Interesting juxtaposition between two pieces from this past week, “Americans’ Political Views Not So Far Apart” from LiveScience.com and “Yes, Washington is in fact more partisan now” from The Signal. The first looks at polling since 1970 that purports to show no growing ideological divide between people in the U.S. The second shows just the opposite, but among U.S. politicians. If you believe these two statistical snapshots, there is a growing ideological split among our elected representatives, that is not also reflected among the people they represent!
From the analysis of 40 years of polling results called out in the first piece “Americans’ Political Views Not So Far Apart”…
Political polarization among the public has barely budged at all over the past 40 years, according to research presented here on Jan. 27 at the annual meeting of the Society for Personality and Social Psychology. But, crucially, people vastly overestimate how polarized the American public is — a tendency toward exaggeration that is especially strong in the most extreme Democrats and Republicans… “Strongly identified Republicans or Democrats perceive and exaggerate polarization more than weakly identified Republicans or Democrats or political independents,” said study researcher John Chambers, a professor of psychology at the University of Florida… The people who see the world split into two opposing factions are also most likely to vote and become politically active, Chambers said in a talk at the meeting. This means that while real growing polarization is illusory, the perception of polarization could drive the political process.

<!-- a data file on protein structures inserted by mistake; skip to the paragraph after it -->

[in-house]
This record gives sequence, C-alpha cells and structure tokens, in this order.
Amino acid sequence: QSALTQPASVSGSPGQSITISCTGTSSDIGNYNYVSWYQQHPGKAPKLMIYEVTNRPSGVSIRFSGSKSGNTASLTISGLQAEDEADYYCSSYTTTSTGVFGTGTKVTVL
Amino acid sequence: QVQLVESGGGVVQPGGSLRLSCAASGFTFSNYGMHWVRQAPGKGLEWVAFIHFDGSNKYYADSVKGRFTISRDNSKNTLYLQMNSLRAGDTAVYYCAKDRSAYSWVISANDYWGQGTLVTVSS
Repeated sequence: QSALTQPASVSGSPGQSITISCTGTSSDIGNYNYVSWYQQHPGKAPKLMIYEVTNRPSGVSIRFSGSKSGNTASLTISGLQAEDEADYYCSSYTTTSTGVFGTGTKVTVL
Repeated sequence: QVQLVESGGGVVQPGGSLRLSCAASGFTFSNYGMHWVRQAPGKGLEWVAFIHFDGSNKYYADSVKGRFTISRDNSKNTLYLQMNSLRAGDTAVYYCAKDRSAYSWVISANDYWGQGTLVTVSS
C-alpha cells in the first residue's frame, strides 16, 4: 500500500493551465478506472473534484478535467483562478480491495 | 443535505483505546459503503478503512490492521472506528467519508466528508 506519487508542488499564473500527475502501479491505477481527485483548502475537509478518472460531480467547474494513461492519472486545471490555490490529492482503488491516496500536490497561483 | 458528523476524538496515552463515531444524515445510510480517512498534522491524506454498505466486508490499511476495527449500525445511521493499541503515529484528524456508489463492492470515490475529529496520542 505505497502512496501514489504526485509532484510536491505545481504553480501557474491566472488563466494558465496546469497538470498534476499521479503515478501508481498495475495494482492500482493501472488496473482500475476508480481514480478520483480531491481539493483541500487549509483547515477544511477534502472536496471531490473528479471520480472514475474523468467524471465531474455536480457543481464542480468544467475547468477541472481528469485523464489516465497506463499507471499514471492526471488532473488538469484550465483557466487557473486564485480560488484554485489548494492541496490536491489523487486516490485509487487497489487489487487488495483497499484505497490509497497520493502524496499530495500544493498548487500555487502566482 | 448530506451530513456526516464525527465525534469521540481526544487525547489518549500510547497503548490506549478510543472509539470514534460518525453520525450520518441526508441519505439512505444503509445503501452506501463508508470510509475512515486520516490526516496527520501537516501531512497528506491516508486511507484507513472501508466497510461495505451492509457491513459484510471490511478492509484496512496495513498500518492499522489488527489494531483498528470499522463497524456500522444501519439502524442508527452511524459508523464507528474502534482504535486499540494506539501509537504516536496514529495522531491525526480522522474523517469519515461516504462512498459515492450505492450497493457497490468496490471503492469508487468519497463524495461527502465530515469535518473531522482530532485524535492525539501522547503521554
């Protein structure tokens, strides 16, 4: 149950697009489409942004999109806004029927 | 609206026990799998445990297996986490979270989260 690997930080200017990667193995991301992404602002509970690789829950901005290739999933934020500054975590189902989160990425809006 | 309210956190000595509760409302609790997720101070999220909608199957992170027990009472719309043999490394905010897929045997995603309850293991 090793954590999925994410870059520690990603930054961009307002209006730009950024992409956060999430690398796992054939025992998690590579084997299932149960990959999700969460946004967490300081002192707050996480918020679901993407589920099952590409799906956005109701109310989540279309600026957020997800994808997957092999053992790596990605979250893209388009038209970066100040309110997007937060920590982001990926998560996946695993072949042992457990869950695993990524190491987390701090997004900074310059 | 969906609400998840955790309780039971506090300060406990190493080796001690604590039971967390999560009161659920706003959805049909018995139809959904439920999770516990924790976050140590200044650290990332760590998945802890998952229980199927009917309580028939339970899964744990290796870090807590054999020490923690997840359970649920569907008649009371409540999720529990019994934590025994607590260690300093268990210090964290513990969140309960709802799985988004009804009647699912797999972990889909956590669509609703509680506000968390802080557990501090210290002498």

And from the second piece, “Yes, Washington is in fact more partisan now”…
Washington has never been more partisan, right? Or is that common lament simply a trick of nostalgia? A look at the numbers reveals that the problem is not, it turns out, all in our heads: over the last four decades, Congressional polarization has steadily increased… Since 1947, Americans for Democratic Action, a liberal advocacy group, has tracked the political positions of each Senate and House member, scoring how they voted each year on 20 key bills covering a variety of social and economic issues. (Many groups from across the political spectrum calculate lawmakers’ dedication to various ideologies and causes. The Signal is merely using this group’s data because it is collected over many years and is based on the controversial votes that reveal the fault lines in the House and Senate.)
The Problem Statement
As a political, history and anthropology junkie, this is a fascinating question to me. What the heck is going on here? What happened in the 1960s and 1970s that might have caused this growing ideological split between politicians (if not in the larger society, if you believe the polls cited above), progressive on one side and conservative on the other, leading to the “blue vs red” politics of today?
If you obsess about these things like I do, you may well have your own take on this. Here are some of my thoughts at this point. I’m sure you’ll have your own insights that I’m perhaps not factoring in.